Actually, at this point last year, it seemed like we had seen a lot of good series get the ax without getting a chance to prove themselves, and that was going a long way towards killing my buzz at the time. This year, right on schedule, I feel the same sort of malaise starting to creep back in. The books are piling up on the coffee table a little bit, and all the news I read seems to be about layoffs and books that are ending. DC treated its relaunch like a line-wide “Event,” and now that we’re hitting Month Three I must confess that I find myself feeling a bit of event fatigue without the event. That level of excitement is just unsustainable. The most noticeable effect of their strategy is that now I’m Jim Stickler, Schedule Cop: “Hey, didn’t Batgirl come out on Animal Man week? Where’s my Batgirl? What happened to Supergirl #2?”

Miles MoralesOn the other hand, once I have a chance to shake off the seasonal blues and catch up on some sleep (somehow; painting eyes on my closed eyelids? Faking a coma? All suggestions welcome) there’s a lot more to be excited about right now than there seemed to be last year. While the wall-to-wall coverage of the New 52 wiped out my initial enthusiasm pretty quickly, the great books are no less great for it. Batwoman and Swamp Thing remain pleasant surprises you didn’t have in your life a year ago. Better still, if you’re like me and made a couple of lousy picks for which #1s to buy, all the ones you left on the shelf have now enjoyed their monthly digital price drop. Meanwhile, as we have discussed, the other publishers are doing some of their best work in ages.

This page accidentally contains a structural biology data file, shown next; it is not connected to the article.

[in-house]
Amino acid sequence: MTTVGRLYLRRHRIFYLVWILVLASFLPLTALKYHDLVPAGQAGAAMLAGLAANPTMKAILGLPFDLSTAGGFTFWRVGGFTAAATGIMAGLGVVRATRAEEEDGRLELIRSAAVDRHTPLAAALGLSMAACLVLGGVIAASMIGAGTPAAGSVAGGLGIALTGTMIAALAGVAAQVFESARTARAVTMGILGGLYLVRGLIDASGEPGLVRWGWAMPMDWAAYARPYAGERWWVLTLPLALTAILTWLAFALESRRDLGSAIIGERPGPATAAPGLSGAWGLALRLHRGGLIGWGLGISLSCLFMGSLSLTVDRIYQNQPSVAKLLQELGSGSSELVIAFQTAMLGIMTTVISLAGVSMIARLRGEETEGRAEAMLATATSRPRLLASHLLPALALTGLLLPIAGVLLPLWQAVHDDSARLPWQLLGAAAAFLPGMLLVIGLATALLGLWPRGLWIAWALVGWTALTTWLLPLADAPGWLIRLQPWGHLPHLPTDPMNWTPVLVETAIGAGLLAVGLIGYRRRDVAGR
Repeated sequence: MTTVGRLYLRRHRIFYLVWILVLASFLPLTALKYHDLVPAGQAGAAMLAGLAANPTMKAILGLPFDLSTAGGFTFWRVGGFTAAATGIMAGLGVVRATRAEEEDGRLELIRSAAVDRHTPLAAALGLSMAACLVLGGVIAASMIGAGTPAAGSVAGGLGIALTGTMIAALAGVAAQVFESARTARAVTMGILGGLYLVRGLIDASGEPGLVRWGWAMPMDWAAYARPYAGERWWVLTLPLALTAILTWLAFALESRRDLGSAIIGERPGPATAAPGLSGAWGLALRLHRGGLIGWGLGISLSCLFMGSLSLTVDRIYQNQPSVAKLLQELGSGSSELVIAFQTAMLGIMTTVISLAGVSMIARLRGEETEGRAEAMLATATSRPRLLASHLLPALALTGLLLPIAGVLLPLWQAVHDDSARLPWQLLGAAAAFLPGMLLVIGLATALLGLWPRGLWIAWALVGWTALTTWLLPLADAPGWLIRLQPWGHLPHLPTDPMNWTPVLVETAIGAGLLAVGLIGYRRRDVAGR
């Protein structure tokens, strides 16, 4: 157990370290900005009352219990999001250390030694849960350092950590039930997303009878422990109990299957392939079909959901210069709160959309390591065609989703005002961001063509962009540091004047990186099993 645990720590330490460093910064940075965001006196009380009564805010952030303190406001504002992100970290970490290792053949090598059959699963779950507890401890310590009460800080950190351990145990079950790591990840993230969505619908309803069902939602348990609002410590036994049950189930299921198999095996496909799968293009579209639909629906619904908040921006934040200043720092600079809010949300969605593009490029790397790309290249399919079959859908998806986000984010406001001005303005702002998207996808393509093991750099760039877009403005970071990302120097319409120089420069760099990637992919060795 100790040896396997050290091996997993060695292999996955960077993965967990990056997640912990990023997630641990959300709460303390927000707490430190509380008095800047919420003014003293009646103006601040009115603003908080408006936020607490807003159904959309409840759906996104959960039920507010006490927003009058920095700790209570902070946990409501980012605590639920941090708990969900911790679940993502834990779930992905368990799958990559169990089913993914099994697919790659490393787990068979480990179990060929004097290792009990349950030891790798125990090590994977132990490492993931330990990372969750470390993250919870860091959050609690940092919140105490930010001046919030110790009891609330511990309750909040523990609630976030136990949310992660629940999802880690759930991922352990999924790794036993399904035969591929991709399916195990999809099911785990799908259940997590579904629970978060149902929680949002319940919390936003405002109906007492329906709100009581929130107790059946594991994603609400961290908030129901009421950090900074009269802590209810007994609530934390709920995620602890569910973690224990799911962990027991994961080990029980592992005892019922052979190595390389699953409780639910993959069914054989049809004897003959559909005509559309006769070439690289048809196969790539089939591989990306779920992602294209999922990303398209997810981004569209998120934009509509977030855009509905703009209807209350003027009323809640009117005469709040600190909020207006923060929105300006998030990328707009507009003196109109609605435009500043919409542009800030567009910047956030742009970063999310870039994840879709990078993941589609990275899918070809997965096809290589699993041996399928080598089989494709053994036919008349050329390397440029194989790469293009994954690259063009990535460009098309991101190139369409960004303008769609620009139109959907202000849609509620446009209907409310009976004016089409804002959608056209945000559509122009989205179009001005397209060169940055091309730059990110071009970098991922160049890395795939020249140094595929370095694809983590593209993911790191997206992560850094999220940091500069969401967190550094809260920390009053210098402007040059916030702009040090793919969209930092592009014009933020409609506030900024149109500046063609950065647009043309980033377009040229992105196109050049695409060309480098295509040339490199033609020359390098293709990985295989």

A year ago, I almost sustained an eye-rolling injury when Marvel released a cryptic teaser about “The Death of Spider-Man.” Oh, great, I thought and probably said, another one of these. What an obnoxious stunt to waste everyone’s time with. Do they straight-facedly expect anyone to believe that they’re killing off Spider-Man?

Well. A year later, Miles Morales and his book are on the fast track to becoming one of my favorite characters and comics, respectively. If nothing else, I should keep that one in my back pocket as a valuable lesson: resist the inclination to get so cynical. Maybe I’ll check in again next year and let you know how that’s going.

Jim Mroczkowski is amazed that, a year after writing about it, the Magic Kirkman Spoiler Bubble remains eerily intact, even on Twitter.



  1. I don’t mind changes in comics. It’s one of the exciting parts in comics, characters, artist , writers, ever part of the comic. Sure some are good and some are really bad but exciting none the less. I’m just so glad that Miles Morales is working work. I really wanted to like this character. Sara’s art is great as well. Thanks for the post